As one consequence of the lack of hygienic conditions in Padre Severino and other detention centers, we heard reports of skin conditions likely caused by scabies and other parasitic diseases, which the public defender's office describes as "constantly" present in Rio de Janeiro's detention centers."Many get itchy sores," Silvia R. told us."They stay there in those dirty cells, wet too."She told us that she brought her son a special antibacterial soap so that he would not get the condition.Andr S. gave a similar account.When he was in Padre Severino, he said, "There were many people with itches.They stayed separated from the rest. . . .I still have marks here on my feet, some little black bumps that don't go away."Marcos G., in Santo Expedito when we interviewed him in May 2005, reported that his hands itched.He pointed out tiny bumps on one hand."Many people have them," he said.He told us that he had not received treatment for the condition.
Trash, standing water, and weeds covered a basketball court in Santo Expedito when Human Rights Watch inspected the center in July 2003.
2003 Stephen Hanmer/Human Rights Watch.
In May 2005, Santo Expedito's basketball court showed some improvements:The backstop had been replaced and the concrete painted.Trash still littered the edge of the court.
2005 Michael Bochenek/Human Rights Watch.
As a general rule, many abuses in juvenile detention centers occur because they are closed institutions subject to little outside scrutiny.Beatings and other cruel and degrading treatment are the product of a systemic failure of accountability.In recognition of this fact, international standards call for independent, objective monitoring of juvenile detention centers as a critical safeguard against abuses in detention. Abuses are less likely if officials know that outsiders will inspect their facilities and call attention to abuses.Regular, guaranteed access to juvenile detention facilities by a variety of outside monitors-public defenders, prosecutors, judges, national and international human rights groups, and legislative commissions-can play an immensely positive role in preventing or minimizing human rights abuses.
The State Secretariat for Childhood and Youth, the secretariat to which DEGASE now reports, has taken several encouraging steps in recent months.After it received reports from the State Council for the Defense of the Child and Adolescent of abuses in Padre Severino, it initiated its own inquiry and eventually ordered the removal of the director at the center along with several guards.More recently, it has suggested that it will propose the creation of a juvenile detention Inspector General's Office that is independent of DEGASE.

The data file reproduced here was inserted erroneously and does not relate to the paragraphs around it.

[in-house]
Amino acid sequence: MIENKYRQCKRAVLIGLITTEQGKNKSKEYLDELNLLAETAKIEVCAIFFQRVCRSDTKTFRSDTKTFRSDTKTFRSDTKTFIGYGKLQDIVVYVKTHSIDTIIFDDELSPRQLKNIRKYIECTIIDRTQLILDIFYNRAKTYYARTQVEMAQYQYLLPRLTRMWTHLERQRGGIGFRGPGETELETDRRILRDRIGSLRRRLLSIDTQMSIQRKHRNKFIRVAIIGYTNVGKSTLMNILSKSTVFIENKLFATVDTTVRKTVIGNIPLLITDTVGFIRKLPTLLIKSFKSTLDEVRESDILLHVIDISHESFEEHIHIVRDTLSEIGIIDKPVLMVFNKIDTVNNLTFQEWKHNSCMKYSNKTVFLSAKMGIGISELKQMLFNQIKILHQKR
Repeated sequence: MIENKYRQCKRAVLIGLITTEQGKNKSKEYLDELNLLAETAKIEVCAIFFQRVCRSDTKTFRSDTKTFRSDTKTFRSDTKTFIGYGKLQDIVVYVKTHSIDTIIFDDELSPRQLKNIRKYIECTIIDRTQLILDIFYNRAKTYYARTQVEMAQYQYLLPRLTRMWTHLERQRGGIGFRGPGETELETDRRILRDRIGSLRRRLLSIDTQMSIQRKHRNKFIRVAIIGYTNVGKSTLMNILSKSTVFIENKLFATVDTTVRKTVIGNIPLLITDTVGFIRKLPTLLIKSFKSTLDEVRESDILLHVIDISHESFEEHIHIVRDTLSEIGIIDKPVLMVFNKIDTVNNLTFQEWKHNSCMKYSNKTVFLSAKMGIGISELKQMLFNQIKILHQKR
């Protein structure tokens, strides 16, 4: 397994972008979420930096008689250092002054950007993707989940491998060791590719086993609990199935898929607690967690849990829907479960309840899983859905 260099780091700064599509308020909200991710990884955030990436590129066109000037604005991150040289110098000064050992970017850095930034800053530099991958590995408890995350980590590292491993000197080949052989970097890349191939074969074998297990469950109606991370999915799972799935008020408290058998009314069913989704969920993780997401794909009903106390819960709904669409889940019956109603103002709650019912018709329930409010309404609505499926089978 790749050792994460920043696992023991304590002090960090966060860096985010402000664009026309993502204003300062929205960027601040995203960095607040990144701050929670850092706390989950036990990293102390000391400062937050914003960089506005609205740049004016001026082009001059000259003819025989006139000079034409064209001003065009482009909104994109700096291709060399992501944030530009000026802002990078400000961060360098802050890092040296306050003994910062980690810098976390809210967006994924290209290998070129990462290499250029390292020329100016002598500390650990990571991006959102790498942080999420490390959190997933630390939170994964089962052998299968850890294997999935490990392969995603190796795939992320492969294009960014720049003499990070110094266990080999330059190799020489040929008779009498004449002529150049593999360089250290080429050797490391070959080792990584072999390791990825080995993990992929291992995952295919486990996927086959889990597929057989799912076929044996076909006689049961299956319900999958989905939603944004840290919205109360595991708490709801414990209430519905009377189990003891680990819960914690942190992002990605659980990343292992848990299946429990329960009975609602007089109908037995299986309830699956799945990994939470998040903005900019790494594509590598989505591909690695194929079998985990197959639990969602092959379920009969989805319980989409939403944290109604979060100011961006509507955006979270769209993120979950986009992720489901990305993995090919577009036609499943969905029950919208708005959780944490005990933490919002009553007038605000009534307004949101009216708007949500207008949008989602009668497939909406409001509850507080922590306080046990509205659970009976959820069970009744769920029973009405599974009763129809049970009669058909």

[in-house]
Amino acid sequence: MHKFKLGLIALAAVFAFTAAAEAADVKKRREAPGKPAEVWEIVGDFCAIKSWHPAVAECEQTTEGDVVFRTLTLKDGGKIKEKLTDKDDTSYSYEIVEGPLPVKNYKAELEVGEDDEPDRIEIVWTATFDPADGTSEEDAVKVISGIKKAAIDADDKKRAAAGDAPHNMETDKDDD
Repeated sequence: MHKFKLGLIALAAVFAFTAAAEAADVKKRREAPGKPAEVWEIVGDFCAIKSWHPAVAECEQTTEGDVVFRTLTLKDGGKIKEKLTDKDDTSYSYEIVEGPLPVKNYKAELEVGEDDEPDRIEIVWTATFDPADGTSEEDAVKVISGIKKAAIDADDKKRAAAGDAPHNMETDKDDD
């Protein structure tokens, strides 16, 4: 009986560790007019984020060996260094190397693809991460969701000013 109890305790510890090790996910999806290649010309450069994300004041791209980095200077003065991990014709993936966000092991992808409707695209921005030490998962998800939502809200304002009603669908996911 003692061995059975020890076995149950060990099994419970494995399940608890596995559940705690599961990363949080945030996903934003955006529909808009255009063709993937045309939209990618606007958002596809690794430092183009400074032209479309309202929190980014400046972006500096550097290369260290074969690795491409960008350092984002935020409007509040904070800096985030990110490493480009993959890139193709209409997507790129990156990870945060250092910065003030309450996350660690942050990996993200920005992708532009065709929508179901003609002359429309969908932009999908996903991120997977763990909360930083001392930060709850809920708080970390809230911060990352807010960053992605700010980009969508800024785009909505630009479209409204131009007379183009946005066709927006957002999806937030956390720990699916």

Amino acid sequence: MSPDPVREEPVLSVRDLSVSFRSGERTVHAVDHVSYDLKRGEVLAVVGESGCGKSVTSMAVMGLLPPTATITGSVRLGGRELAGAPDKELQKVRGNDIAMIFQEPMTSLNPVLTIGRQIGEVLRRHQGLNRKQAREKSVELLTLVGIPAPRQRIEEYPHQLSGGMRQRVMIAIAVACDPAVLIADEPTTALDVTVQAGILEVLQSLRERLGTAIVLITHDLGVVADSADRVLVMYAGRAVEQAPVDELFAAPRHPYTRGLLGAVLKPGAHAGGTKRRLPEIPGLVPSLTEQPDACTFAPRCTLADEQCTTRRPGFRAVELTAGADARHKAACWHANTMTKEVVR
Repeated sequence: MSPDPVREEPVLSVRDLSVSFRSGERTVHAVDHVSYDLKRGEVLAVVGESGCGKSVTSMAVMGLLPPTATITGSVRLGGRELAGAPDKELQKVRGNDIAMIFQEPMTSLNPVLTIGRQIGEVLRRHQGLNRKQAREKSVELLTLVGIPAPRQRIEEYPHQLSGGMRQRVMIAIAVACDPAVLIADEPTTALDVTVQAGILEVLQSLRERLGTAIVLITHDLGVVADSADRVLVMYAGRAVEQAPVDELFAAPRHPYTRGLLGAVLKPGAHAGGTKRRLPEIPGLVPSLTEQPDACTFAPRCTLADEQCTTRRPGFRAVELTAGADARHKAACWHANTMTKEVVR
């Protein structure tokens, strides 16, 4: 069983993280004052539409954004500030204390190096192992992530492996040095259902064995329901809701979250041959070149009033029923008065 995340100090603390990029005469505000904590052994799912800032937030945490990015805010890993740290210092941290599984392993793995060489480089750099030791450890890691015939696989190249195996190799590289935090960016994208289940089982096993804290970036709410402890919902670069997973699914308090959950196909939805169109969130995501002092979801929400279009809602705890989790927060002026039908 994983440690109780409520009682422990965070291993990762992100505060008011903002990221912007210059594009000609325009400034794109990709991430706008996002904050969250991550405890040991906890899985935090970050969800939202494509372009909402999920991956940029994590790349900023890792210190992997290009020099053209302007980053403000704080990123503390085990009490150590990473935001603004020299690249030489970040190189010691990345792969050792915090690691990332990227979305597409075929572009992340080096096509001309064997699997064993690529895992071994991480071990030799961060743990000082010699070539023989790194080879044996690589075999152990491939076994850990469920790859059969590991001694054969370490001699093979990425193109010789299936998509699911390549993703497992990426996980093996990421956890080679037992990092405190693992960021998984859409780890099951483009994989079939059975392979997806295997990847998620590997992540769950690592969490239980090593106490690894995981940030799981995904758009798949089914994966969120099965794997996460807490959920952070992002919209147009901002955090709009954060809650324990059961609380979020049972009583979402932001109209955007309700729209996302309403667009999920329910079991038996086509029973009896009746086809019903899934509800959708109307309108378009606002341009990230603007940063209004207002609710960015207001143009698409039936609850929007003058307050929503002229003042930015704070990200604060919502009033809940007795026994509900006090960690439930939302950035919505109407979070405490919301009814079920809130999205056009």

Without independent monitoring, followed by effective administrative sanctions and prosecution in appropriate cases, the kinds of abuses we describe in this report and our previous report will continue unchecked.
In our December 2004 report, we found that most detention centers fail to investigate complaints of abuse and that administrative sanctions are rarely imposed in practice.No authority we spoke with had heard of a guard being convicted for abusive conduct.
Independent research efforts by the Committee for the Monitoring of the Juvenile Justice System of the State Council for the Defense of the Child and the Adolescent, the State Secretariat for Childhood and Youth, the public defender's office, the Center for Justice and International Law, and DEGASE itself found only five criminal cases that were ever brought against guards and other DEGASE staff for abuses against youths.Only one such case, dating from 1994, ended in conviction and imprisonment.One of those convicted in that case, Jurandir Rodrigues da Costa, has avoided serving the sentence of four years and one month that he received.Four cases are still thought to be pending-one dating from 1999, another from 2002, and two from August 2004.
Judge Vianna cited the single case of conviction and imprisonment as an indication that the juvenile justice system has accountability mechanisms.However, the fact that there is only one case of conviction and imprisonment for abuse after well over a decade of regular credible allegations of such incidents leads to the opposite conclusion-that state authorities have systematically failed to investigate and punish cruel and degrading treatment and other abuse.Impunity is the rule in juvenile detention centers, something that is not likely to change unless independent monitoring mechanisms are created, reformed, or reinvigorated.
DEGASE's Inspector General's Office